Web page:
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Posted 02 November 2005 - 05:12 PM

I just played with one at Otto Nemenz in LA and it is fantastic - cannot say enough good things about this. The build quality is rock solid. It is light, quiet and easy to use. In my brief time with it - I set the first 2 wheels with the laser pointer and the final wheel with the charts - cause it is hard to set the third wheel by pointer unless you take the rocker plate off - in which case you might move the dolly.

I did some tests and set the dolly to spin around its own centre and placed it right by the edge of a table and spun it gently about 15 times - with no movement towards the edge of the table and therefore accurate. When spinning it looks like it is off centre cause the the wheel to centre distances are different for each wheel - looks very weird when spinning but works...

The one problem is that the smoothness is almost too good - we need it to do a large tracking shot 2cm off the floor around some dancers so I can see it will hit the bump joins on wood or will need one large piece of wood - what we might do is lay some lino on a smooth studio floor - but it wasn't really designed for long shots anyway

Push seems more accurate then pull

my 2 cents

thanks

Rolfe
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#13 matthew david burton

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Posted 02 November 2005 - 06:51 PM

I was verry impressed at the quality of the video more than anything !
Any idea's how it was compressed ?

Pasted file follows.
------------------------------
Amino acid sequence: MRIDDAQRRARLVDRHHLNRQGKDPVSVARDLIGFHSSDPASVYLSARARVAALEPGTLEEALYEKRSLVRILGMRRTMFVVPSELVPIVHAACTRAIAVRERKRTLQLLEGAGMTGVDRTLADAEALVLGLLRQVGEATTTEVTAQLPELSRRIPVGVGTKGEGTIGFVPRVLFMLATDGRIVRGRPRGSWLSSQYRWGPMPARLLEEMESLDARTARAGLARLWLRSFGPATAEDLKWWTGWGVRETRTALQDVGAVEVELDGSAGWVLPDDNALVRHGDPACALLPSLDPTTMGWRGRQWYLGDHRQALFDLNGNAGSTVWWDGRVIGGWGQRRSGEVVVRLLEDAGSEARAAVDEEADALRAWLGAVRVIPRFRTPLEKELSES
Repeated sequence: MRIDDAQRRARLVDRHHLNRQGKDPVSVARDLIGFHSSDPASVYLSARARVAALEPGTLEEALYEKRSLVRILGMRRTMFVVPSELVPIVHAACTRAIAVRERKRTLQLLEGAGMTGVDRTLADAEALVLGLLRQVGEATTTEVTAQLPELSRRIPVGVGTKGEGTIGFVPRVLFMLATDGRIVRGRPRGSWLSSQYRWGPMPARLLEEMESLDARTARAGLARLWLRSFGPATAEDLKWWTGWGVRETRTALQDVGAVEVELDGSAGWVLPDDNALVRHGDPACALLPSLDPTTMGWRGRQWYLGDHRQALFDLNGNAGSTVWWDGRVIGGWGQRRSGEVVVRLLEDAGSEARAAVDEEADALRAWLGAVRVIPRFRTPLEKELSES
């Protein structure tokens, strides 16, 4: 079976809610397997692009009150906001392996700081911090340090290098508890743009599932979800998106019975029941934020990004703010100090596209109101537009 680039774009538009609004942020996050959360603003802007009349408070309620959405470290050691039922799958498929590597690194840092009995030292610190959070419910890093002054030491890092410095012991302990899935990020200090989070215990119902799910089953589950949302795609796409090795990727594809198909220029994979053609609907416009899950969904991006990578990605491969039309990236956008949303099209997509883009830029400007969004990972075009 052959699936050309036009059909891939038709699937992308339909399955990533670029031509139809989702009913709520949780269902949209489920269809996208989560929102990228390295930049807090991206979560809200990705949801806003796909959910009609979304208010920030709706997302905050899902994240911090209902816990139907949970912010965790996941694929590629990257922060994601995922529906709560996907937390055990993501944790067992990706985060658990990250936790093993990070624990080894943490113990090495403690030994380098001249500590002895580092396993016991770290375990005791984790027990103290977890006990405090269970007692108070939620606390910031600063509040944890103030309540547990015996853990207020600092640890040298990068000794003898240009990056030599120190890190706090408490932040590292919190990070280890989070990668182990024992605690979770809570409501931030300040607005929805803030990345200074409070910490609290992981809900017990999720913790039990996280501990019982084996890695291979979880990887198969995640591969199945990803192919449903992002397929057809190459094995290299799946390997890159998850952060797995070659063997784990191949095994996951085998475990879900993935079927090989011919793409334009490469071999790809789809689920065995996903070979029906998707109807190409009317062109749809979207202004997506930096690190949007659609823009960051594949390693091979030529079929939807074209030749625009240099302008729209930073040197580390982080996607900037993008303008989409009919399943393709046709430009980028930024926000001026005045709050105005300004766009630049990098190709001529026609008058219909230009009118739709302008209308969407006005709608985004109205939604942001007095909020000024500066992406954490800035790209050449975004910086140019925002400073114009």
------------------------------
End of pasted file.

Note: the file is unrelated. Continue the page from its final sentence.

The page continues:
many thanks
-matt
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#14 Charles Haine

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Posted 03 November 2005 - 10:24 AM

Out of interest what is the rental day / week rate?

Stephen


JL Fisher is renting them out here in Los Angeles for $125 a day.

He repeats many times in the video how you shouldn't try and figure the wheels out for yourself, and when I shot with one last week, I have to say he was right. The shot was almost perfect, but an actor changed their mark and I figured I could just tweak a wheel and get it to work. Total failure, with the dolly skipping halfway through the move, because two of the wheels where on a different path than the third.

Just saw dailies yesterday from the shoot, and have to say that I was completely impressed. Someone here mentioned they thought pushing was smoother than pulling, but I didnt find that to be the case at all, our pull-out was rock steady. Additionally, the sound guy said it was louder pushing than pulling.

They told me at the rental house to keep it to 400' loads or less, but of course we shot out all of our 400 mags and wanted to get 1 shot off before we had time to reload, so we throw a 1000' on for one take, and I felt like it performed admirably (the smoothest take, either because of practice, or maybe because of the extra weight).

In terms of the home made units, the rocker plate is one of the best parts of the rig, allowing you to get very precise in your framing. I guess you could throw a small sand bag on the home made rig, but this is another one of those cases where it's going to get used so seldom that you might as well rent as needed instead of build/own, I think.

chuck haine
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#15 Matt Irwin

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Posted 03 November 2005 - 12:07 PM

Just wathced those clips... I WANT ONE!